The reason is simple, and is said best by an inscription found on a Bataan war memorial. It’s old and faded, but what it says still rings true: “Our Mission is to Remember.”
If your grandfather fought in World War II and is still alive, give him a hug. Mine has been gone since 2008. World War II veterans around the globe are dying of old age, and with each new headstone in our national cemeteries, the cultural memory of events like the death march threatens to fade. I know; I've seen it. In 2009, during my first visit to Bataan, I asked a 95-year-old survivor if he thinks young people know what he endured.
“They know," he said. "They hear from their parents. But they don’t have any of the feelings. To them, it’s just a story, just like reading a book.”
Col. Estrada in 2009:
If our mission is to remember, then we must not let it become just a story. That’s why this piece of journalism can’t be phoned in from the comfort of home. We want to walk across Bataan so that we can report back to you simply what it was like for those defeated, malnourished soldiers. Maybe I can impart some of the “feelings,” as that old colonel put it. Maybe you will remember.
This is what the highway looks like today:
These signposts mark the route north, every kilometer:
This is me, Tom Pfingsten, with my son:
And this is Justin McDonald, the other walker:
I should point out this is not a re-enactment. We’ll be wearing comfortable shoes. We’ll have plenty of water. No one will be threatening to kill us with bayonets if we walk too slowly. And, at the end, instead of prison camp we’ll head back to Manila for showers and a hearty meal with our families. Unlike the thousands of men who died of thirst or bled out along the road, our experience of Bataan will be relatively painless.
Still, with your help, this walk can become a powerful way to preserve the memory and pay tribute to those soldiers who suffered 70 years ago. Ultimately, we hope that our walk will be an enduring reminder of why we call our veterans “heroes.”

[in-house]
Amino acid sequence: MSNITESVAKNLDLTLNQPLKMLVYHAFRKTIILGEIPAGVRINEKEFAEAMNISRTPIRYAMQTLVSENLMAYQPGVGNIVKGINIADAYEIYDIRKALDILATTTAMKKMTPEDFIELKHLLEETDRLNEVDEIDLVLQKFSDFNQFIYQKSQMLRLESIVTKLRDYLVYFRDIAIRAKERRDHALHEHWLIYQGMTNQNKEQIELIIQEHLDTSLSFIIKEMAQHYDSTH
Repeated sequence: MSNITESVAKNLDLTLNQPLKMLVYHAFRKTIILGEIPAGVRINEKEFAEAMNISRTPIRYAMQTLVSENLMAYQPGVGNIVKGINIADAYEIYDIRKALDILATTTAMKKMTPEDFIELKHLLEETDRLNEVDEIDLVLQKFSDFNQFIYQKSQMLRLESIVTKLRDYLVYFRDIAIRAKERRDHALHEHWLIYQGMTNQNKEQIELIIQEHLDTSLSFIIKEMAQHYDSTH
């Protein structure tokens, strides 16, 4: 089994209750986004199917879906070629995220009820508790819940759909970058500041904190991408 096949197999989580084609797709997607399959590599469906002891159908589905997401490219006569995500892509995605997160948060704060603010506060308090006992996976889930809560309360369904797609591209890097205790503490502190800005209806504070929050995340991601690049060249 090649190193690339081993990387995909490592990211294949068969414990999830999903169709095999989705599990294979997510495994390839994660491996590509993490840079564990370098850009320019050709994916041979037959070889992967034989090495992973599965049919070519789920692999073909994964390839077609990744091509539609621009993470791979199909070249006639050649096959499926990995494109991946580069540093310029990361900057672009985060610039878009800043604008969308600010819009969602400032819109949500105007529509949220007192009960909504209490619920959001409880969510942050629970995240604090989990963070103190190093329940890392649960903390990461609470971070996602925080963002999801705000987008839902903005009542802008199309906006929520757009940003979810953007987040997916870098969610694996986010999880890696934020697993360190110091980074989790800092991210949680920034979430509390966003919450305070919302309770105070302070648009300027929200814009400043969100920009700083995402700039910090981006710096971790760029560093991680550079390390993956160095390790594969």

Have a question? If the info above doesn't help, you can ask the project creator directly.
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Full long-form story for Kindle, iPad or other e-reader.Estimated delivery:
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One copy of printed story, in full color, or an original, 8X10" print from the accompanying photo essay; plus previous reward tier.Estimated delivery:
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Online shout-out as a start-up supporter at TheSouthwest.org, plus all previous reward tiers.Estimated delivery:
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Participate in a Skype teleconference with Tom Pfingsten and Justin McDonald from the Philippines in the days preceding the walk, plus all previous reward tiers. Or choose to have the story of your family chronicled in writing by a professional journalist for you to keep and share with future generations, plus all previous reward tiers.Estimated delivery:
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Attend a post-walk lunch briefing with Tom Pfingsten and Justin McDonald, to be held in Los Angeles in the summer of 2012, plus all previous reward tiers. Or choose to have the story of your family chronicled in writing by a professional journalist and arranged with selected photos on a dvd for you to keep and share with future generations, plus all previous reward tiers.Estimated delivery: